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Working with the J2SE codebase

Posted by daniel on February 21, 2005 at 7:44 AM PST

Also - sitting during a standing ovation

Yesterday Kimmy-the-wonderwife and I went to a show that was good
but not great. Stick with me, this is a Java related post - I
promise. The music was very good, the performance of the music was
good enough for a live show but I wouldn't buy the CD. The
choreography was uneven and the dancing was definitely not top
class. At intermission the people around us were discussing whether or
not to stay for the second half. They did.

O.K., here is the part that I don't understand. After the show was
over, a couple of dozen people sprinkled here or there stood up. I
shook my head with disbelief. Then more and more people stood and
suddenly my not standing was an unintendedly loud statement on my
part. I enjoyed the show - it was good - it wasn't great. It wasn't
stand up and shower the cast with applause great.

As I sat, I felt more and more pressure to stand. It was as if I was the only person who didn't understand the quality of what I'd just seen.

So here's why I'm telling you this. I've been thinking about this
open source Java thing. A couple of people stood up and said let's do
this. There were voices of reason on both sides who have contributed
to the discussion. Noteably, Brian Behlendorf pointed out that no one
is asking Sun to contribute their implementation, people are just
asking that Sun makes it easier for an Open Source Java implementation
to happen.

It seems that more people inside Sun are standing up. They can't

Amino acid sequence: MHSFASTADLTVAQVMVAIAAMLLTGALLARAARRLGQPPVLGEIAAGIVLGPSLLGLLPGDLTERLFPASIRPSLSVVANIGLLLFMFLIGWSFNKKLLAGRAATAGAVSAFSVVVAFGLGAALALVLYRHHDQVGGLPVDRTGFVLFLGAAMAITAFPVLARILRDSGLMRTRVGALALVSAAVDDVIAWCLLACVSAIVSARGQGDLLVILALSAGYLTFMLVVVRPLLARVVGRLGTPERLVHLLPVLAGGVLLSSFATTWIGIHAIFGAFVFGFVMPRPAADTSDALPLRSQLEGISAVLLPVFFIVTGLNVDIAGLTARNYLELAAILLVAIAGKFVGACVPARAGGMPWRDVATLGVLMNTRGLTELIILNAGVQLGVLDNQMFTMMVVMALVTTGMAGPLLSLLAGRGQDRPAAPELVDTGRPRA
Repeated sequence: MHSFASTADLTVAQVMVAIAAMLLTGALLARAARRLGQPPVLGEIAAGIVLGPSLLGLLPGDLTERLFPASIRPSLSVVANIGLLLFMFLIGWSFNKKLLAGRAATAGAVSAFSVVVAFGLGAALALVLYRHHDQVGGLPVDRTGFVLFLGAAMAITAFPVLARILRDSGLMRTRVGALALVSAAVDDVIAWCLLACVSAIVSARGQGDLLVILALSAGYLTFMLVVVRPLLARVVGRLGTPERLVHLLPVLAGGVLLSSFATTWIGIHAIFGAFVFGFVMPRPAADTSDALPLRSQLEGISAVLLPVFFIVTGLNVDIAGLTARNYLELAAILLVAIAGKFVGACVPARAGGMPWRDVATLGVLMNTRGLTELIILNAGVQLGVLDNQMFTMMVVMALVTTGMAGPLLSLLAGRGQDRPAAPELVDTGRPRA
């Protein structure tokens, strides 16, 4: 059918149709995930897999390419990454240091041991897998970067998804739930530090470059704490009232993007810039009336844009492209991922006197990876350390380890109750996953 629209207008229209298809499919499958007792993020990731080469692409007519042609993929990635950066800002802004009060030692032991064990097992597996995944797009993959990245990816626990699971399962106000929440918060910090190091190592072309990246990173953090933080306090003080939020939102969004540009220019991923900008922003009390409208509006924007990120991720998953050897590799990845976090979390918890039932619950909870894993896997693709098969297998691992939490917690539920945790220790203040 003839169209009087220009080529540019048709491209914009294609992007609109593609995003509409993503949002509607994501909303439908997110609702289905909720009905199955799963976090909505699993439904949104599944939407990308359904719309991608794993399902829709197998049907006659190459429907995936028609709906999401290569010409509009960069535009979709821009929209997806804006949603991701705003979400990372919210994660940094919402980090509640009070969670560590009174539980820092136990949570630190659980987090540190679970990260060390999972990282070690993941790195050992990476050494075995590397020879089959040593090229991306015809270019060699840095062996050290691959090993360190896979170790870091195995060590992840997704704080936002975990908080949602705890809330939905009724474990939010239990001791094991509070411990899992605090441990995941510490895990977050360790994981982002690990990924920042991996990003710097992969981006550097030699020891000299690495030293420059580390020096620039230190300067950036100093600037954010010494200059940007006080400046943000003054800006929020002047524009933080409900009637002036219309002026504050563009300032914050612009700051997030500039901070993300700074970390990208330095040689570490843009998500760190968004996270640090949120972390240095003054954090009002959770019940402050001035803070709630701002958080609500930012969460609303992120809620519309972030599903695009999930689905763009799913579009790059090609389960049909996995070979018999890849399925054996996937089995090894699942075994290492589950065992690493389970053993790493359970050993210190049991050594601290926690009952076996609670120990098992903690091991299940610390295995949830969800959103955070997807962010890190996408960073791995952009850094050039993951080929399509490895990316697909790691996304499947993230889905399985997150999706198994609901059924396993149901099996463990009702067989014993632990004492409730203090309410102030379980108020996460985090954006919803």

open source Java and they aren't - but they are experimenting with
different ways of meeting the needs of the community. In our href="http://today.java.net/today/projectspotlight.csp"> Project
Spotlight
you can check out the open sourcing of JAI and JAI
Image I/O. There are the weekly Mustang drops and a very active and
visible Forum on suggestions for Mustang. If you can work within the
constraints of the license (yes - I understand that for many, that is
the crucial if) you can view much of the Mustang source
code.

Now, more people are standing up and providing you with more
opportunities to work with the core J2SE code. Peter Kessler
introduces the latest project with href="http://weblogs.java.net/blog/peterkessler/archive/2005/02/welcome_to_the.html">
Welcome to the Lab in today's href="http://weblogs.java.net"> Weblogs . He writes " When
you have something really cool, please let us know! If you come up
with a flying car, I definitely want to hear about it. If you have a
bug fix or performance improvement that you think should be included
in our next release, we encourage you to contribute it. We'll make
sure your fix works on all of our supported platforms (40 of them for
JDK 5.0!), in all our supported locales, passes the JCK tests, doesn't
break backward compatibility, and all those other things about which
we care deeply. If your contribution proposes API changes, we'll run
those by our usual experts. (Of course, if you want to propose major
new API's you should do that through the Java Community Process.) If
your contribution is accepted for the next release of the platform,
we'll also make sure the change gets documented in the release notes
as needed, at least to acknowledge you as a contributor."

It's not open source. But, it is opening up the source and it is a
way of involving more of the community. Maybe those at Sun who are not yet standing in support of opening up Java more and more to the community are starting to notice how few of them remain seated.